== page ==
In England, the attachment can be effected in respect of any commercial property that is located in its territory irrespective whether this property has been used in the disputed activity of a foreign state.

Positions of states with regard to the burden and extent of proof of the use of state property in the commercial activity also vary. For instance, in the USA, the burden of proof lies with a foreign state, whereas in England – with a private party. Moreover, in England, only the property serving commercial purposes, and not mixed purposes, can be subject to attachment[6].

It should be noted that even if there is legislation restricting the state immunity, the competent courts of some states exhibit excessive inclination to defend the state property. Thus, in Alcom Ltd v. Columbia the Court of Appeal of England adjudicated that the bare statement of an Ambassador of a foreign state that its accounts in London were not serving commercial purposes was regarded as sufficient proof, whereas the burden of proof to the contrary rested with the private party[7].

Similar bias took place in the controversial dispute between the Russian Federation and a Swiss Corporation Noga Trading C.A. According to the arbitral award rendered by the Stockholm Chamber of Commerce, the bank accounts of the Russian diplomatic and trading representatives in France were seized. In addition, the sailer Sedov and the Russian aircrafts Su-30 MK and MiG-AT were also subject to attachment. According to the arbitration clause of the contract with Noga, the Russian Government voluntarily waived both its judicial immunity and the immunity from enforcement of arbitral award in respect of its state property abroad. However, the Appellate Court of Paris eventually came to a very entangled conclusion that neither the bank accounts, nor the other mentioned property of the Russian Federation were used in its commercial activity, despite the availability of facts to the contrary.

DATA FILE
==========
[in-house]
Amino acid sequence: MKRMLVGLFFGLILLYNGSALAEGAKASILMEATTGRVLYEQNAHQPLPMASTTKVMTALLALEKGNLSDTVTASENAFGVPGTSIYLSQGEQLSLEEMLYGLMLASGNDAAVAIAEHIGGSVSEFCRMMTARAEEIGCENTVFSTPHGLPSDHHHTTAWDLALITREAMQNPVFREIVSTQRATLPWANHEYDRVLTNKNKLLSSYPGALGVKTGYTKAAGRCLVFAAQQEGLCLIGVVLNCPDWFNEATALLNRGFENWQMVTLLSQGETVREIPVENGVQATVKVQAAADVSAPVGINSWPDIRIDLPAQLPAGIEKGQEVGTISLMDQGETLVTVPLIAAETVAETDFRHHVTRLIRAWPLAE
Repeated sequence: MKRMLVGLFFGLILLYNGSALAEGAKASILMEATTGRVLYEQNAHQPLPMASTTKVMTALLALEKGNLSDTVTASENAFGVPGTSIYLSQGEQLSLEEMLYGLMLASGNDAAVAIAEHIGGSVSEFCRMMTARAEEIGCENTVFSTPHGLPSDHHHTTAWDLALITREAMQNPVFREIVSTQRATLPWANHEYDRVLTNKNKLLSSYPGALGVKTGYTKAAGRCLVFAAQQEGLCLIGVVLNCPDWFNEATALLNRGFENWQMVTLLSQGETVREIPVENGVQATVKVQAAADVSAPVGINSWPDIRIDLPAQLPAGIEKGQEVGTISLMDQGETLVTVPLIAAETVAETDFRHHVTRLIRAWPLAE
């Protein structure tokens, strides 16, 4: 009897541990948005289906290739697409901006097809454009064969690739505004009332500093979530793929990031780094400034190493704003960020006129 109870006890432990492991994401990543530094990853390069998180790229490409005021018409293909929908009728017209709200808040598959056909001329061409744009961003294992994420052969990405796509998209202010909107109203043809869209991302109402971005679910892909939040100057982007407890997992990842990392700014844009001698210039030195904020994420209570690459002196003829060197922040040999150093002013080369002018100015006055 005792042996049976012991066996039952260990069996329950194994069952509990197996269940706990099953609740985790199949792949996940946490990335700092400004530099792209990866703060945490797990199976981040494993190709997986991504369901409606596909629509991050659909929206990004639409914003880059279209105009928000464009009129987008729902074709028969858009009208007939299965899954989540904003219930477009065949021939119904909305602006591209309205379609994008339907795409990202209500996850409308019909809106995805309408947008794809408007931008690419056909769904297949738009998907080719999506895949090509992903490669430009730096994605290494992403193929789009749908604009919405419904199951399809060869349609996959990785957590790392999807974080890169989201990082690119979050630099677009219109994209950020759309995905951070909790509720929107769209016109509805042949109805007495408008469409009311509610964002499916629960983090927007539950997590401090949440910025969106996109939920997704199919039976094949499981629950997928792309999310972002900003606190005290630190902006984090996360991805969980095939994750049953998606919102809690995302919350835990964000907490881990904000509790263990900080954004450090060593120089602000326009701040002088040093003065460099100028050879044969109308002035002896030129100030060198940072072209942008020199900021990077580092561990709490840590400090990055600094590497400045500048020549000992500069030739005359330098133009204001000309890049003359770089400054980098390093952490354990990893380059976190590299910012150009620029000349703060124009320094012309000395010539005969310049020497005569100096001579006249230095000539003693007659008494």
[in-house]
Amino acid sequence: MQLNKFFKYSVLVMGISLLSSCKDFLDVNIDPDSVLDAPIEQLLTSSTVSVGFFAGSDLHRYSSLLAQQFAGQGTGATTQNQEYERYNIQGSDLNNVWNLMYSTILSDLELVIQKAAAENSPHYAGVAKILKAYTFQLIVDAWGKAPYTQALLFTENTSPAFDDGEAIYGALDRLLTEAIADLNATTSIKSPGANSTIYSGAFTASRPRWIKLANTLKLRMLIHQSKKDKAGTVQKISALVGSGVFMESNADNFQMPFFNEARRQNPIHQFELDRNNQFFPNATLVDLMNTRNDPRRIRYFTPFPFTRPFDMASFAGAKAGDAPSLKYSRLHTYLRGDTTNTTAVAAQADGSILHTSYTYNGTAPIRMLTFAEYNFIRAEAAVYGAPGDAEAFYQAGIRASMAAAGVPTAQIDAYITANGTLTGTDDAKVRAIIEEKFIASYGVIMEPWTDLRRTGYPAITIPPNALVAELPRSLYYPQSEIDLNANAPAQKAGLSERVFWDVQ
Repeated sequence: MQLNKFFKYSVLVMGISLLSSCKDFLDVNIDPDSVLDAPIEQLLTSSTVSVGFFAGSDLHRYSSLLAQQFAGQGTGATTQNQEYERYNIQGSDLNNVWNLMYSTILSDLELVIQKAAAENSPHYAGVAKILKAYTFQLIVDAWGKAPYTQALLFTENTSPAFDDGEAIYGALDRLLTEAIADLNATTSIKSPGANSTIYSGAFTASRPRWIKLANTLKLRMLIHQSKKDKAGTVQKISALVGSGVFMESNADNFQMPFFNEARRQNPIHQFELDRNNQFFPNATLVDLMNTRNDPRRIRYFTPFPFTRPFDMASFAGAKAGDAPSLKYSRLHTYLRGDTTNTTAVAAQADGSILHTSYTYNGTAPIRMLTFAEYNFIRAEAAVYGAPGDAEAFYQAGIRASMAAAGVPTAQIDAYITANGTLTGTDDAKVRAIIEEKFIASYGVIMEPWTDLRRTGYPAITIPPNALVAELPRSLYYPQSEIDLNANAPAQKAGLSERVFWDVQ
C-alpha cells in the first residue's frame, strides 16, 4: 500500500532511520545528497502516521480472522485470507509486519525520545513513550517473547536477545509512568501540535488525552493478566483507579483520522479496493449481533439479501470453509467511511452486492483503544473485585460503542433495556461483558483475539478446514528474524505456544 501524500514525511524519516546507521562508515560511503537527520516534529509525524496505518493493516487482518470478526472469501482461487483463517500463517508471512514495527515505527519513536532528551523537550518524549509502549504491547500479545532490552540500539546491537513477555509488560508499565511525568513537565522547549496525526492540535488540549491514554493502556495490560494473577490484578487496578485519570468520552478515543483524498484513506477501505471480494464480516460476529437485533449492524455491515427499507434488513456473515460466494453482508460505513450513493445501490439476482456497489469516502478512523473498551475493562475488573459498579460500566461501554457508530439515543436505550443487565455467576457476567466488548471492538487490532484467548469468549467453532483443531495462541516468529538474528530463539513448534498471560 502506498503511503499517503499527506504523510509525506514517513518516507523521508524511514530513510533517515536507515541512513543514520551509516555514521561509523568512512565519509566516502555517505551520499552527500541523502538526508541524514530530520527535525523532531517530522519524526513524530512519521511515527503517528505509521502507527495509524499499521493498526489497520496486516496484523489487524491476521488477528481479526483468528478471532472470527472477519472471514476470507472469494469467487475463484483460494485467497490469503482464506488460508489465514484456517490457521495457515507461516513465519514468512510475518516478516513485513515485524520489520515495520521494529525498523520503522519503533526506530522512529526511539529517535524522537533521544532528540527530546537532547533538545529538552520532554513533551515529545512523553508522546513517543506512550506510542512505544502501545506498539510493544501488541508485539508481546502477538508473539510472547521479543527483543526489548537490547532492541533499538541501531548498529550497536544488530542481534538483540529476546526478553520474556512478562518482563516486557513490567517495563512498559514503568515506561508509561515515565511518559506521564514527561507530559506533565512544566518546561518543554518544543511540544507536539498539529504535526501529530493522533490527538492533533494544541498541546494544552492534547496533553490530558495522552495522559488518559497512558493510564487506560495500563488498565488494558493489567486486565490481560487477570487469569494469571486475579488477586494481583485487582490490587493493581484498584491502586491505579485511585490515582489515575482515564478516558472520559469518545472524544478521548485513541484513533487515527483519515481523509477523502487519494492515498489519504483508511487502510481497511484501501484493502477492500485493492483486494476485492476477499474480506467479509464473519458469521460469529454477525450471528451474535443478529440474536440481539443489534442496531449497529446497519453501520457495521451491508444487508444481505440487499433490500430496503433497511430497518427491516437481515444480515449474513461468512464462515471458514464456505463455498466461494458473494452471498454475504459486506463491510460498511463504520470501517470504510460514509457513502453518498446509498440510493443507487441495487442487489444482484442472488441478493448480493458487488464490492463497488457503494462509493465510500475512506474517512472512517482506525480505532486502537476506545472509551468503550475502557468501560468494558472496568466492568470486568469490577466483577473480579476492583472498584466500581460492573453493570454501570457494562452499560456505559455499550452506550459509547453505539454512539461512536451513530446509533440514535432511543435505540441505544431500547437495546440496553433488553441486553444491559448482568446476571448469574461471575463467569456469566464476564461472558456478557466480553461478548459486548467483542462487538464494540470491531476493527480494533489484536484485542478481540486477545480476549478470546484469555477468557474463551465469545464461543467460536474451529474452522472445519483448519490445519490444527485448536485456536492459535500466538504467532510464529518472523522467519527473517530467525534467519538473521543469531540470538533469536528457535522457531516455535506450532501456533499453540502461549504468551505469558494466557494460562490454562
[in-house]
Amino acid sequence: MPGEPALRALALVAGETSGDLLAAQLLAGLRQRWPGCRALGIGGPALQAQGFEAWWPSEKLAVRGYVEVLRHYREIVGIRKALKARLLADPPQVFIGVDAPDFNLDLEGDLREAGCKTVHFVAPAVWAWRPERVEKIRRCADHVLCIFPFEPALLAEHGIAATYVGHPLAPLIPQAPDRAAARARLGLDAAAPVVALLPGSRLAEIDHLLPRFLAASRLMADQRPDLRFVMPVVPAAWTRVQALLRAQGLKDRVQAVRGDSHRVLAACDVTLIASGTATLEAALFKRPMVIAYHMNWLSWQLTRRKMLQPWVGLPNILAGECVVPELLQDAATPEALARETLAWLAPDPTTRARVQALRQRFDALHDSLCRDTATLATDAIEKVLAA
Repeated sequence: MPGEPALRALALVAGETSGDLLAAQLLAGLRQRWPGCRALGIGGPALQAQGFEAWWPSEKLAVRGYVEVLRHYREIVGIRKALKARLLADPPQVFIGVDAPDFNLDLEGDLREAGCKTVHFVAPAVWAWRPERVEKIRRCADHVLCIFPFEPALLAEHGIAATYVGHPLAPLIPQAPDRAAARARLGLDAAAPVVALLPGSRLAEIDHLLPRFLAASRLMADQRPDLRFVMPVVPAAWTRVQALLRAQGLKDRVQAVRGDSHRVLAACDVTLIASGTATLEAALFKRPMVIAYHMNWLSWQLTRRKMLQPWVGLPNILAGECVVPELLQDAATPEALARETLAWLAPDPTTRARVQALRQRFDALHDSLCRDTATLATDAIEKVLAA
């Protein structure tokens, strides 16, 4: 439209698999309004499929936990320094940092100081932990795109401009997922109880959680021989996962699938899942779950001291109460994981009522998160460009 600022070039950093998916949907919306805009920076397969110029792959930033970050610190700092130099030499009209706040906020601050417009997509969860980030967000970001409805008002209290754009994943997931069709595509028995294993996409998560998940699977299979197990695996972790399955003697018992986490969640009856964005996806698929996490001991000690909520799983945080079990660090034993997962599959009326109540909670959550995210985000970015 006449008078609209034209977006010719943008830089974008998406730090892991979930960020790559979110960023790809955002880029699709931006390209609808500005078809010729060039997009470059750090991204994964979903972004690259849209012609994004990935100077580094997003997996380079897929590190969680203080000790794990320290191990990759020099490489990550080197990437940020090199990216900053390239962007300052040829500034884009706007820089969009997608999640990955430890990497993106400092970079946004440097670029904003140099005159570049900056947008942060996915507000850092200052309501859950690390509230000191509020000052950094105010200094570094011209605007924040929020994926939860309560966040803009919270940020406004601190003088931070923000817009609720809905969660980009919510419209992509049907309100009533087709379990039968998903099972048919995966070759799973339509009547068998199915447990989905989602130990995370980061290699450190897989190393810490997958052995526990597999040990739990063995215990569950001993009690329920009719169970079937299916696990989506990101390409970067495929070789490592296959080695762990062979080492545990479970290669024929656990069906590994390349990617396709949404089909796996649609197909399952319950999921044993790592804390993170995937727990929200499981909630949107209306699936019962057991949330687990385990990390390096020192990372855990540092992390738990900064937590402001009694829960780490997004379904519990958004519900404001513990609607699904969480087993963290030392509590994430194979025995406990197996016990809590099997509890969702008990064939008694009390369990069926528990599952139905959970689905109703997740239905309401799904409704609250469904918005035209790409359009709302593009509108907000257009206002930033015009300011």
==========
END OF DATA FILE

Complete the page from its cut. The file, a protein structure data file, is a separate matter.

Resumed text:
Because of such biased judgments, one may become of opinion that there is hardly any need to distinguish between the public and commercial property of a state; and hence, the doctrine of absolute immunity is being restored, what undermines the efficiency of international commercial arbitration as an efficient remedy for a winning party.